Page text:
However, its aluminum body panels tend to carry higher repair costs, and its fuel economy estimates couldn’t be had in Edmunds’ real-world testing.
EDMUNDS SAYS: Thanks to deep end-of-model-year discounts and plentiful inventory, Labor Day weekend is one of the best times of the year to buy a new car.



SMART NEWS: Summer drought in Central Europe reveals ancient “hunger stones.”

On of the so called “hunger stones” exposed by the low level of water in the Elbe river in Decin, Czech Republic, Thursday, Aug. 23, 2018. The low level of water caused by the recent drought has exposed some stones at the river bed whose appearances in history meant for people to get ready for troubles. They are known as the “hunger stones” and they were chosen in the past to record low water levels. (AP Photo/Petr David Josek)

DECIN, Czech Republic— Due to this summer’s drought in Central Europe, boulders known as “hunger stones” are reappearing in the Elbe River.  Due to scorching temperatures, the water in the river has dropped significantly, revealing boulders that were once used to record low water levels. The levels record more than one drought and the earliest drought recorded is attached in at 1616.

The low water levels in the river that begins in the Czech Republic then crosses Germany into the North Sea has exposed stones on the river bed whose appearances in history used to warn people that hard times were coming.

Over a dozen of the hunger stones, chosen to record low water levels, can now be seen in and near the northern Czech town of Decin near the German border.

But hunger stones did more than simply document drought: They also lamented difficult conditions and let people know that trouble was afoot. One of the rocks, for instance, “expressed that drought had brought a bad harvest, lack of food, high prices and hunger for poor people,” according to a 2013 study of drought in Czech lands. A German inscription on the same rock reads: “When you see me, weep.”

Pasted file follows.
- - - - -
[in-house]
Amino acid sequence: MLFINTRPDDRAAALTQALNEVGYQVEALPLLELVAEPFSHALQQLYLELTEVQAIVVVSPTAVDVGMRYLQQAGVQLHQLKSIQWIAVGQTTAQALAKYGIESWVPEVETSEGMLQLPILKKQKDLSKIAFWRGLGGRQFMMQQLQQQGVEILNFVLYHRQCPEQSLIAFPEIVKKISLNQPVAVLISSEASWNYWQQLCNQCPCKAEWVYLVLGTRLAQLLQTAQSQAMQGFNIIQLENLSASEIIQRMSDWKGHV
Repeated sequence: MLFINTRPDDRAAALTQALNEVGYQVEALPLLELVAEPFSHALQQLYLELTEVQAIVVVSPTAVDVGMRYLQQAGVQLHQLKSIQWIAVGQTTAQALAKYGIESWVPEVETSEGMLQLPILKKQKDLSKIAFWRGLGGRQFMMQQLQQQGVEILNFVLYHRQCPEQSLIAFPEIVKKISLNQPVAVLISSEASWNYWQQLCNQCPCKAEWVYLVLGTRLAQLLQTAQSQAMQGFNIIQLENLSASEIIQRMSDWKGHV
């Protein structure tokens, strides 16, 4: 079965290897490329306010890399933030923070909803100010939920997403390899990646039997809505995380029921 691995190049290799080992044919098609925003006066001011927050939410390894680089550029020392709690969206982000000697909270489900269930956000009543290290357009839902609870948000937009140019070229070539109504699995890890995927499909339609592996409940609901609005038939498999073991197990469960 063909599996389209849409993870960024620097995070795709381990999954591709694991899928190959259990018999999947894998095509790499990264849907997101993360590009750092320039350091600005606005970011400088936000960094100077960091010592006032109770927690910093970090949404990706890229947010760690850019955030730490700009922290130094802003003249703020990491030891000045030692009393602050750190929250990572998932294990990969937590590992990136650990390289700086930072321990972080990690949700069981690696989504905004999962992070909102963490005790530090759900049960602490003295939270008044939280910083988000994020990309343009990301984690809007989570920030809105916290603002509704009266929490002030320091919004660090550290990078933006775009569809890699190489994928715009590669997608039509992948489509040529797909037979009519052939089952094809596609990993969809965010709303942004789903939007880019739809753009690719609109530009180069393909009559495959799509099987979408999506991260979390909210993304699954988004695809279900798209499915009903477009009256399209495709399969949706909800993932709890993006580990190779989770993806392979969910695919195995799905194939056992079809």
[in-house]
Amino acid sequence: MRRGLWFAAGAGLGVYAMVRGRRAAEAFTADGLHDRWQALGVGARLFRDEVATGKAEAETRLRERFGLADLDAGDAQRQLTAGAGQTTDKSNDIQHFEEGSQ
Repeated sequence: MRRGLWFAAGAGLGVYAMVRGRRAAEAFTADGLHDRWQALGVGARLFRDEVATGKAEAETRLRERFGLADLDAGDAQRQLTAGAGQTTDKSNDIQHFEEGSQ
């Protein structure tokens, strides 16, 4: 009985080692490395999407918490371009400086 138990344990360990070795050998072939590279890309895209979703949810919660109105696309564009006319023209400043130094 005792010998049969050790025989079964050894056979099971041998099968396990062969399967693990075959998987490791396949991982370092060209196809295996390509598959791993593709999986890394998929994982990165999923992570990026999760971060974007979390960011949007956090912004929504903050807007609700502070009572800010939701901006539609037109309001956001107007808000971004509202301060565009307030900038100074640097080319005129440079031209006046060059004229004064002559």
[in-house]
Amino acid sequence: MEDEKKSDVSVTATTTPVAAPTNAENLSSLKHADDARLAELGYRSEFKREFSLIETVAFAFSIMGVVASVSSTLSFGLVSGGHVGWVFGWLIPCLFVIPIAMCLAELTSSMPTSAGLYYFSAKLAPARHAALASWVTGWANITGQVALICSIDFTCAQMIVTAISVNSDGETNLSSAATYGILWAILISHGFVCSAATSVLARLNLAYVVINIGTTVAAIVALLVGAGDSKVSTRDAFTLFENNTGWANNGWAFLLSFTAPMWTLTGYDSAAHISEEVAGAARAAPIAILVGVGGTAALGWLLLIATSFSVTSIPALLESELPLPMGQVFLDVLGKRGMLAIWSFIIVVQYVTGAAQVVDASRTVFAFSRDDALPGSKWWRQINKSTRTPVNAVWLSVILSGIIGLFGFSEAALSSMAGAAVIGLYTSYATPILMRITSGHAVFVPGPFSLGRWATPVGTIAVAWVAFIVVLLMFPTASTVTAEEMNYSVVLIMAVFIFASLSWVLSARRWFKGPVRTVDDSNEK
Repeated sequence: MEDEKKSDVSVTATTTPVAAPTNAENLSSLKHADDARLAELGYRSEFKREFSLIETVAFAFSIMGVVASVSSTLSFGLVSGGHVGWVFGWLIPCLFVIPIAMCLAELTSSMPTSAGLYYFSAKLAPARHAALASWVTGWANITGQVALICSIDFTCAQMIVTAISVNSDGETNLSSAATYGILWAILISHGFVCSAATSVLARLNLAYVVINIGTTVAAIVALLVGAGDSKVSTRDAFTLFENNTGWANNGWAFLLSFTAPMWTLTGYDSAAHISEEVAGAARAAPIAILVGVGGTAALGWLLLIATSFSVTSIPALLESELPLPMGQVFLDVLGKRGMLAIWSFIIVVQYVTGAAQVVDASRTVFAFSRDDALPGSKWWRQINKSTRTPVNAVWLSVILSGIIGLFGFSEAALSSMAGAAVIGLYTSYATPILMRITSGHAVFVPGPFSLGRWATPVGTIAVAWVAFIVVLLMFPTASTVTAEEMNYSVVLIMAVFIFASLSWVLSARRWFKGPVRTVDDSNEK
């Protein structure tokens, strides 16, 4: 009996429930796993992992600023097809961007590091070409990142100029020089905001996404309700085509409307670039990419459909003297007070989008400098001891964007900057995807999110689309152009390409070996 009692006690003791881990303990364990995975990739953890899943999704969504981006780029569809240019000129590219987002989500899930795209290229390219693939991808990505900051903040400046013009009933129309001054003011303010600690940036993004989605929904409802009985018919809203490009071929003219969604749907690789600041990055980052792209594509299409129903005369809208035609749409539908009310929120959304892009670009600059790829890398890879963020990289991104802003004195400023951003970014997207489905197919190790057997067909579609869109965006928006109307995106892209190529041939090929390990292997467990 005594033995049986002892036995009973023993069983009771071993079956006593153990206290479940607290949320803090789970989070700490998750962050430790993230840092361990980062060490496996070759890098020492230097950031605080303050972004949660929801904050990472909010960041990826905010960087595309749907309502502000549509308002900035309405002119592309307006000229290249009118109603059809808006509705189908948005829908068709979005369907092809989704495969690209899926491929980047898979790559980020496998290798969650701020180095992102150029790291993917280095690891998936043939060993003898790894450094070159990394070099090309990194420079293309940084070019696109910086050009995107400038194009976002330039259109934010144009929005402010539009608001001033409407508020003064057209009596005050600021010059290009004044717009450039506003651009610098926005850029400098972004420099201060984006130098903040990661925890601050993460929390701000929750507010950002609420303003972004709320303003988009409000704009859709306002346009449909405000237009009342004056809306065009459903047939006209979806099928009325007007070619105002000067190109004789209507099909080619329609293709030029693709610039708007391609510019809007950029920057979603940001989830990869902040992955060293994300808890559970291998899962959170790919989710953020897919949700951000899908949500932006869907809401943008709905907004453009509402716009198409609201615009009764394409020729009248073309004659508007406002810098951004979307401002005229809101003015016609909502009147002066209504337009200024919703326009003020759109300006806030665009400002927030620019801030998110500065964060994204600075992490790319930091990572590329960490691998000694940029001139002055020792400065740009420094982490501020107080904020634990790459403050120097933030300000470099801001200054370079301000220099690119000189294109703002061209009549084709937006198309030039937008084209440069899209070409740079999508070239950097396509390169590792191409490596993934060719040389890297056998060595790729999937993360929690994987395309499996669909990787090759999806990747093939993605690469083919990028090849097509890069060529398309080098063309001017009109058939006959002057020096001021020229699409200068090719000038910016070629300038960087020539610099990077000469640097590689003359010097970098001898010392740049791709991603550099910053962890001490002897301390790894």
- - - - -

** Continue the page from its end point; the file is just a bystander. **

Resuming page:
The stone, is considered the oldest hydrological landmark in Central Europe. This particular hunger stone has become a well-known tourist attraction in the Czech Republic, according to NPR’s Camila Domonoske.

It is among the oldest hydrological landmarks in Central Europe and, due to a dam that was built on a tributary of the Elbe in 1926, the rock can be seen approximately 126 days each year. But the low water levels in the Elbe today are nevertheless “exceptional,” Domonoske writes. Earlier this month, the Local reported that the river had reached its lowest levels in more than half a century.

People visit one of the so called “hunger stones” exposed by the low level of water in the Elbe river in Decin, Czech Republic, Thursday, Aug. 23, 2018. The low level of water caused by the recent drought has exposed some stones at the river bed whose appearances in history meant for people to get ready for troubles. They are known as the “hunger stones” and they were chosen in the past to record low water levels. (AP Photo/Petr David Josek)

Throughout the summer, unusually hot and dry weather in Europe has revealed a slew of archaeological treasures, from a prehistoric henge in Ireland, to an ornate 17th century garden in England, to a lost German village once submerged underwater.

The hunger stones are not the first sunken relics to resurface in the Elbe this summer. Earlier this month, receding waters exposed unexploded bombs that may have been dumped in the Elbe after WWII.

Scientists are particularly concerned about the current European heatwave because its increased intensity has been linked to climate change. However, the dates listed on the hunger stones suggest that continental droughts have been a semi-regular occurrence.

A recent study, in fact, found that while 21st century droughts are “the most extreme droughts driven by precipitation deficits during the vegetation period,” they have not been as long or as severe as some of the historic droughts that have struck Europe over the past 250 years.

It is perhaps little wonder, then, that the Czech hunger stones bear ominous messages of impending troubles.

Read more: https://www.smithsonianmag.com/smart-news/hunger-stones-emerge-drought-parched-czech-river-180970130/#HqP77yYHdP6CFwiF.99
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Read more: https://www.smithsonianmag.com/smart-news/hunger-stones-emerge-drought-parched-czech-river-180970130/#HqP77yYHdP6CFwiF.99